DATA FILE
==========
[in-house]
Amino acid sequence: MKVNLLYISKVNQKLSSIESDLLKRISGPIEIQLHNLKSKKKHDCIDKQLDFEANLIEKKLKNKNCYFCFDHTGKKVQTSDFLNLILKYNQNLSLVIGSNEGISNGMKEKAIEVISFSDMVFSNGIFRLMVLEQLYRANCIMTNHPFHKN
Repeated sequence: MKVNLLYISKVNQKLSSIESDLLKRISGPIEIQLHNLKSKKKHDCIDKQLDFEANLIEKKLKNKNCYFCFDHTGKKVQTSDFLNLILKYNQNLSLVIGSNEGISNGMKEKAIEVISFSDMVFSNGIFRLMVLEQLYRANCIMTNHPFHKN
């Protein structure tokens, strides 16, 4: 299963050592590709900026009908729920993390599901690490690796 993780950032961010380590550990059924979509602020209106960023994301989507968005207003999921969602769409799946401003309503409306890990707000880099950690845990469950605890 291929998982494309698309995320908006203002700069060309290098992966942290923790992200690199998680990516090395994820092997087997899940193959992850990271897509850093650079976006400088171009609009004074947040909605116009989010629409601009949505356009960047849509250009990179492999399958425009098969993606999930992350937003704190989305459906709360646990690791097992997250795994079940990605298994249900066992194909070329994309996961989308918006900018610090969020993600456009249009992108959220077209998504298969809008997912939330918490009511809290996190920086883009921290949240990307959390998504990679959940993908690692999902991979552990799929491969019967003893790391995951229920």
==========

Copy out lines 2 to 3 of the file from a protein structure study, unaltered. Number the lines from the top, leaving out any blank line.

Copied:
Amino acid sequence: MKVNLLYISKVNQKLSSIESDLLKRISGPIEIQLHNLKSKKKHDCIDKQLDFEANLIEKKLKNKNCYFCFDHTGKKVQTSDFLNLILKYNQNLSLVIGSNEGISNGMKEKAIEVISFSDMVFSNGIFRLMVLEQLYRANCIMTNHPFHKN
Repeated sequence: MKVNLLYISKVNQKLSSIESDLLKRISGPIEIQLHNLKSKKKHDCIDKQLDFEANLIEKKLKNKNCYFCFDHTGKKVQTSDFLNLILKYNQNLSLVIGSNEGISNGMKEKAIEVISFSDMVFSNGIFRLMVLEQLYRANCIMTNHPFHKN